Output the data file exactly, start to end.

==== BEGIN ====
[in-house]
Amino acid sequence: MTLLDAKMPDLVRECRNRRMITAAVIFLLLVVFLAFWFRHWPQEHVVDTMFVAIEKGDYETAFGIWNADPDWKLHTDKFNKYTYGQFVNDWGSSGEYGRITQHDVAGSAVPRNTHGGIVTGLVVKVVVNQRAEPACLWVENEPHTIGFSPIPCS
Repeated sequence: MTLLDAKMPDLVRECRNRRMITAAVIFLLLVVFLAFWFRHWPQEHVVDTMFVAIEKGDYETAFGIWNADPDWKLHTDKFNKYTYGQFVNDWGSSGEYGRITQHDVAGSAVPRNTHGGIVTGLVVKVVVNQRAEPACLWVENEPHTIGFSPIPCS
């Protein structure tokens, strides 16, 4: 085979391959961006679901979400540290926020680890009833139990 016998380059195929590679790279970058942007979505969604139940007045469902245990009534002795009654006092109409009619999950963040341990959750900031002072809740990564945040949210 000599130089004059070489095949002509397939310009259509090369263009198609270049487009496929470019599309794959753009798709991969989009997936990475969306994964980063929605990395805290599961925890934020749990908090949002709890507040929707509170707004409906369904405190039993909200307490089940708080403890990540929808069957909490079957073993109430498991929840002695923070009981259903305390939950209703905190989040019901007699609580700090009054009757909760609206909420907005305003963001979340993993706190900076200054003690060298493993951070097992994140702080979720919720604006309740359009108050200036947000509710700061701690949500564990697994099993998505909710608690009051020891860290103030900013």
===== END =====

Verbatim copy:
[in-house]
Amino acid sequence: MTLLDAKMPDLVRECRNRRMITAAVIFLLLVVFLAFWFRHWPQEHVVDTMFVAIEKGDYETAFGIWNADPDWKLHTDKFNKYTYGQFVNDWGSSGEYGRITQHDVAGSAVPRNTHGGIVTGLVVKVVVNQRAEPACLWVENEPHTIGFSPIPCS
Repeated sequence: MTLLDAKMPDLVRECRNRRMITAAVIFLLLVVFLAFWFRHWPQEHVVDTMFVAIEKGDYETAFGIWNADPDWKLHTDKFNKYTYGQFVNDWGSSGEYGRITQHDVAGSAVPRNTHGGIVTGLVVKVVVNQRAEPACLWVENEPHTIGFSPIPCS
């Protein structure tokens, strides 16, 4: 085979391959961006679901979400540290926020680890009833139990 016998380059195929590679790279970058942007979505969604139940007045469902245990009534002795009654006092109409009619999950963040341990959750900031002072809740990564945040949210 000599130089004059070489095949002509397939310009259509090369263009198609270049487009496929470019599309794959753009798709991969989009997936990475969306994964980063929605990395805290599961925890934020749990908090949002709890507040929707509170707004409906369904405190039993909200307490089940708080403890990540929808069957909490079957073993109430498991929840002695923070009981259903305390939950209703905190989040019901007699609580700090009054009757909760609206909420907005305003963001979340993993706190900076200054003690060298493993951070097992994140702080979720919720604006309740359009108050200036947000509710700061701690949500564990697994099993998505909710608690009051020891860290103030900013």